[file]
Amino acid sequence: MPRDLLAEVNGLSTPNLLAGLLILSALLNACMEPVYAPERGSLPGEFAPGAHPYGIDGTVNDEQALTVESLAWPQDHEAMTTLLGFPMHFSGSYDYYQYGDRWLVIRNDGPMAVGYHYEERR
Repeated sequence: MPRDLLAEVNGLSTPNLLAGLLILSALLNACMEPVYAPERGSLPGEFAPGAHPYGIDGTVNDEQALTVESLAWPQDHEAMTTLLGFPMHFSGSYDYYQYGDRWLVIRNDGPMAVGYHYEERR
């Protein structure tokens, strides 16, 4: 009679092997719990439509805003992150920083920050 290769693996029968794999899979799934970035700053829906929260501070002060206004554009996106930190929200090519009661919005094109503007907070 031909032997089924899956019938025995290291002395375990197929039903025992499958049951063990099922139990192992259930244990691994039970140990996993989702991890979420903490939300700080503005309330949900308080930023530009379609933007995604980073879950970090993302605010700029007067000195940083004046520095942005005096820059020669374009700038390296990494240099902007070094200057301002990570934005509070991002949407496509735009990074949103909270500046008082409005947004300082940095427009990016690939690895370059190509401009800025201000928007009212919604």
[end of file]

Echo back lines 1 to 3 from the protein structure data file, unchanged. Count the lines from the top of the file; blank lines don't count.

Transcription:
Amino acid sequence: MPRDLLAEVNGLSTPNLLAGLLILSALLNACMEPVYAPERGSLPGEFAPGAHPYGIDGTVNDEQALTVESLAWPQDHEAMTTLLGFPMHFSGSYDYYQYGDRWLVIRNDGPMAVGYHYEERR
Repeated sequence: MPRDLLAEVNGLSTPNLLAGLLILSALLNACMEPVYAPERGSLPGEFAPGAHPYGIDGTVNDEQALTVESLAWPQDHEAMTTLLGFPMHFSGSYDYYQYGDRWLVIRNDGPMAVGYHYEERR
């Protein structure tokens, strides 16, 4: 009679092997719990439509805003992150920083920050 290769693996029968794999899979799934970035700053829906929260501070002060206004554009996106930190929200090519009661919005094109503007907070 031909032997089924899956019938025995290291002395375990197929039903025992499958049951063990099922139990192992259930244990691994039970140990996993989702991890979420903490939300700080503005309330949900308080930023530009379609933007995604980073879950970090993302605010700029007067000195940083004046520095942005005096820059020669374009700038390296990494240099902007070094200057301002990570934005509070991002949407496509735009990074949103909270500046008082409005947004300082940095427009990016690939690895370059190509401009800025201000928007009212919604």